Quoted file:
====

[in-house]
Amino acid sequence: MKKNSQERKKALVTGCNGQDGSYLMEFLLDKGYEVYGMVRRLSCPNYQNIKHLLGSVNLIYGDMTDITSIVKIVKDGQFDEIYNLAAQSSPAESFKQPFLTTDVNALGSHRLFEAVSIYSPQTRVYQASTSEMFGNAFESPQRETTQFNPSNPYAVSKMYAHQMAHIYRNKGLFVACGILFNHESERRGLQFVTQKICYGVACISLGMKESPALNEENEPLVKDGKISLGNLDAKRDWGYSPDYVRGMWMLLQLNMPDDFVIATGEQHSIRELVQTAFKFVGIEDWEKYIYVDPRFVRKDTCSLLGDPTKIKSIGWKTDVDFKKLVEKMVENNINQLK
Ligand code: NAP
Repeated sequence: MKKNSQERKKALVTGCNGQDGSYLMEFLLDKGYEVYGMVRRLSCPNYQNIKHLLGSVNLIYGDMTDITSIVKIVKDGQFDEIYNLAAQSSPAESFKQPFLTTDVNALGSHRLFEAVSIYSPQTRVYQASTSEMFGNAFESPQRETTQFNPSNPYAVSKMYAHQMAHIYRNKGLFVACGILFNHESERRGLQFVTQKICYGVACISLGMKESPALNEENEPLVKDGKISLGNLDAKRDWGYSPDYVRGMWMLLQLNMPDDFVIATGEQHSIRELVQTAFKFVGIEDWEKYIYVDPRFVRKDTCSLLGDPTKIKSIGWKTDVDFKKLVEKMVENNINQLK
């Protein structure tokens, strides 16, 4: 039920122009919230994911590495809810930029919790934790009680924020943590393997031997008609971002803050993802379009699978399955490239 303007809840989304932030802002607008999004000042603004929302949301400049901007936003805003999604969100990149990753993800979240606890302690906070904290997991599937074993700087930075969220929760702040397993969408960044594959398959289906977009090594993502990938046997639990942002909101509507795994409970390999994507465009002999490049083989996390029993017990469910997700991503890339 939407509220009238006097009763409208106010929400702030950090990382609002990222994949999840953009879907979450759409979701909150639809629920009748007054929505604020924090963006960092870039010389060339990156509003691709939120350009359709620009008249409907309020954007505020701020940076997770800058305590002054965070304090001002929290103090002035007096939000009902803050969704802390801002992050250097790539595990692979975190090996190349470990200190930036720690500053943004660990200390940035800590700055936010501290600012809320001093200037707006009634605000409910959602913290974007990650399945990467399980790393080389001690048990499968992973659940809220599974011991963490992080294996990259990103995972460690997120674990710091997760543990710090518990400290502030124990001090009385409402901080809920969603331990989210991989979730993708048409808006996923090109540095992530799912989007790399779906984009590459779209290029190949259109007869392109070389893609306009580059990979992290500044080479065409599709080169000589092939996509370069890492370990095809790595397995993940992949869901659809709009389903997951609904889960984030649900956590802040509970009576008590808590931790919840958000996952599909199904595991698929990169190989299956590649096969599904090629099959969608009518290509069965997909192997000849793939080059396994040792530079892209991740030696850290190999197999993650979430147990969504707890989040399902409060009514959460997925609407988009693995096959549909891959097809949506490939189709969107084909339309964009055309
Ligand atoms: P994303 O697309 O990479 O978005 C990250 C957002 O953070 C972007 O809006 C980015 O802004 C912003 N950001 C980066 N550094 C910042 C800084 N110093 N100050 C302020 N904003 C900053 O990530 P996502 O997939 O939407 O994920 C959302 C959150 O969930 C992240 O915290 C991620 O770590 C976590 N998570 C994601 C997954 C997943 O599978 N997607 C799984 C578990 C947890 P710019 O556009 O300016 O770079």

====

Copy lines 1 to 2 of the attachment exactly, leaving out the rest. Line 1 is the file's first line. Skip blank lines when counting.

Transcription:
[in-house]
Amino acid sequence: MKKNSQERKKALVTGCNGQDGSYLMEFLLDKGYEVYGMVRRLSCPNYQNIKHLLGSVNLIYGDMTDITSIVKIVKDGQFDEIYNLAAQSSPAESFKQPFLTTDVNALGSHRLFEAVSIYSPQTRVYQASTSEMFGNAFESPQRETTQFNPSNPYAVSKMYAHQMAHIYRNKGLFVACGILFNHESERRGLQFVTQKICYGVACISLGMKESPALNEENEPLVKDGKISLGNLDAKRDWGYSPDYVRGMWMLLQLNMPDDFVIATGEQHSIRELVQTAFKFVGIEDWEKYIYVDPRFVRKDTCSLLGDPTKIKSIGWKTDVDFKKLVEKMVENNINQLK